Genie: A Scientific Tragedy Summary & Study Guide

Russ Rymer
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Genie: A Scientific Tragedy Summary & Study Guide Description

Genie: A Scientific Tragedy Summary & Study Guide includes comprehensive information and analysis to help you understand the book. This study guide contains the following sections:

This detailed literature summary also contains Topics for Discussion on Genie: A Scientific Tragedy by Russ Rymer.

Genie: A Scientific Tragedy is the first book written by journalist Russ Rymer. This book explores the scientific actions taken when a thirteen year old girl was rescued after years of social isolation. Genie spent her childhood from the age of twenty months until she was thirteen strapped to an infant potty chair in a dark room of her father's house. This was done by the father in an attempt to protect what he thought was a mentally retarded child. Upon her rescue, Genie could not speak except a few simple phrases more than likely spoken to her repeatedly throughout her captivity. Genie became a celebrity in the scientific community, surrounded by scientists who wanted to study her. Somewhere along the way these eager scientists forgot they were dealing with a deeply disturbed child. Genie: A Scientific Tragedy chronicles Genie's life from the moment of her rescue until the moment science forgot about her, leaving the reader with a story that is both tragic and in some ways triumphant.

Genie's mother, Irene, married a man more than twenty years older than herself. At first they had a happy marriage, although it was often overshadowed by the demands of the husband, Clark's, mother. However, Clark made it clear to his wife that he did not want children. Despite this, Irene gave birth to a daughter who was left by Clark to die of exposure in the garage. A short time later, Irene gave birth to a healthy boy who survived thanks to the intervention of his grandmother. Another daughter would die from Rh blood poisoning. When Genie was born, she too suffered Rh blood poisoning but was saved by a blood transfusion at birth.

When Genie was still an infant, Clark's mother was killed by a hit and run driver. The driver was caught, but received a lenient sentence for the death. Clark was so distraught over this that he moved his family into his mother's house and shut them off from the world. When told that Genie was more than likely mentally retarded due to her blood transfusion at birth, Clark became convinced that he had to protect her from the outside world. Clark made a harness and used it to restrain Genie to an infant potty chair, left alone all day in a dark bedroom at the back of the house. Genie would be moved to a crib that was built of mesh at night, encased in a sleeping bag that was more of a straight jacket than a bedcover. Clark would often beat Genie if she made noise and would bark outside the door to frighten her into silence.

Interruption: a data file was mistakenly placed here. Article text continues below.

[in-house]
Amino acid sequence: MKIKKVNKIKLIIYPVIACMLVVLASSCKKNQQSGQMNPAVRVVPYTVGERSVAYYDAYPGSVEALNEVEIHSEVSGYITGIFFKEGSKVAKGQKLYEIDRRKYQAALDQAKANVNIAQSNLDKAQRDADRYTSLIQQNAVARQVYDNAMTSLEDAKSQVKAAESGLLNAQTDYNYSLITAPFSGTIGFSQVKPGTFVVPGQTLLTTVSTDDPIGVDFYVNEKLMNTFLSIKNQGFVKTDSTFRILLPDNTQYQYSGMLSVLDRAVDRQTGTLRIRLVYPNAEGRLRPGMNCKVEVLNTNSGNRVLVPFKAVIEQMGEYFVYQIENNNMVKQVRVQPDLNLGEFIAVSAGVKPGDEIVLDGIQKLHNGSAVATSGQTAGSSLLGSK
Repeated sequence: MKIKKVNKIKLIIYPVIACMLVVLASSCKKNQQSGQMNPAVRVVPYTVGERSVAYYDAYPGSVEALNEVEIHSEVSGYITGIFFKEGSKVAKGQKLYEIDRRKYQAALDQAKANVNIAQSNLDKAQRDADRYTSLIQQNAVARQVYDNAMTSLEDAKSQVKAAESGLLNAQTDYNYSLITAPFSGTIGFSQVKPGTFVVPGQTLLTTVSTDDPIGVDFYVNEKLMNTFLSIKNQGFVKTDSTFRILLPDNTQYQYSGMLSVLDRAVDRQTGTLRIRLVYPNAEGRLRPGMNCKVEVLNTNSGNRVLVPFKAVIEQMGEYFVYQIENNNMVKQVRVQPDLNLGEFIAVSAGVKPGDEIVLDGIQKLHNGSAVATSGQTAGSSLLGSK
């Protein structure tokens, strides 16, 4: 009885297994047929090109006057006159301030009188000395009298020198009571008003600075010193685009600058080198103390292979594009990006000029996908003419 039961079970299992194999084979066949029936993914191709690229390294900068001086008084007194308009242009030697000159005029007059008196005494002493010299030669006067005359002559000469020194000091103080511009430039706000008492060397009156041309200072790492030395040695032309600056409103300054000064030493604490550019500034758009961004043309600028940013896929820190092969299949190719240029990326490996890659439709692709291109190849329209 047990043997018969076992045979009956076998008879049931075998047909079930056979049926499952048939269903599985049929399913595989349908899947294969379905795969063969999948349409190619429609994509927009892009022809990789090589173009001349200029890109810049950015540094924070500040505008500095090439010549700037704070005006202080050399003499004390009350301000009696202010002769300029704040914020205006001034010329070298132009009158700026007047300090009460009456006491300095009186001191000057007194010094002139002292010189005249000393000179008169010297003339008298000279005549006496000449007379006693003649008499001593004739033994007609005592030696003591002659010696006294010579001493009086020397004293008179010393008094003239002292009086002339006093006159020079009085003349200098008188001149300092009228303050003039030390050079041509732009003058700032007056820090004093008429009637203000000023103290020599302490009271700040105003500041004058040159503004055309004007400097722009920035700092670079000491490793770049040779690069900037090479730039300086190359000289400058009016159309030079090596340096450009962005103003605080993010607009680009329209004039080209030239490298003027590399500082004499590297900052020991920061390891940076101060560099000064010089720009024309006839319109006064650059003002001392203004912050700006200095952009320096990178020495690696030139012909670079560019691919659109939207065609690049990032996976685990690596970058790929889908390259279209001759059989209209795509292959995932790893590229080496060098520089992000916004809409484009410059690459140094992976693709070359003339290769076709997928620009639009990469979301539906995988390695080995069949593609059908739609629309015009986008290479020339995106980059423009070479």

Irene, who had gone blind due to cataracts and a neurological problem, felt as though she too wee a prisoner in the home because there was little she could do without her husband's help. Eventually, however, Irene convinced her husband to call her parents and allow her to leave with the children. A short time later, Irene went to ask for aid from the health department's services for the blind, but happened into the general social services office by mistake. A social worker noticed Genie's odd stance and called her supervisor, thinking she had stumbled onto a case of undiagnosed autism.

Genie was taken to Childrens Hospital in Los Angeles and placed under the care of the psychiatry department. Immediately Genie was seen by a large number of doctors, including David Rigler who would eventually become her foster father. After weeks in the hospital, Genie was moved to the rehabilitation center associated with the hospital where she would come under the care of teacher, Jean Butler. After exposing the child to rubella, Butler would be granted temporary custody of Genie. Butler requested to become Genie's foster mother, but her petition was denied. Within days Genie would be moved into the Rigler home.

Genie came out of her family's home with only the ability to say a few simple phrases. During her time in the rehabilitation center and in Butler's home, Genie developed the ability to speak two and three word sentences. Genie, who was not potty trained when she was rescued, would learn to control her bowels in Butler's home, but lose this ability for a time in the Rigler home. In time, however, Genie would settle in well at the Rigler home and learn to control the temper tantrums and other behavioral problems that appeared to keep her from learning to speak.

When Genie turned eighteen, it became clear to all the scientists involved in her case that Genie would never learn to speak properly. The Riglers lost their grant to conduct scientific research on Genie and chose to have her returned to the custody of her mother. Within months, Irene, unable to care for Genie alone, had her placed in foster care. The first few foster homes where Genie resided proved to be abusive, causing her to be moved frequently.

In the late seventies, linguist Susan Curtiss released a book form publication of her dissertation dealing with Genie's case. Spurred on by Butler, Irene sued Curtiss, the other scientists actively involved in Genie's case, and Childrens Hospital. The case lingered for six years, finally ending without the hoped for financial reward Butler and Irene were looking for.

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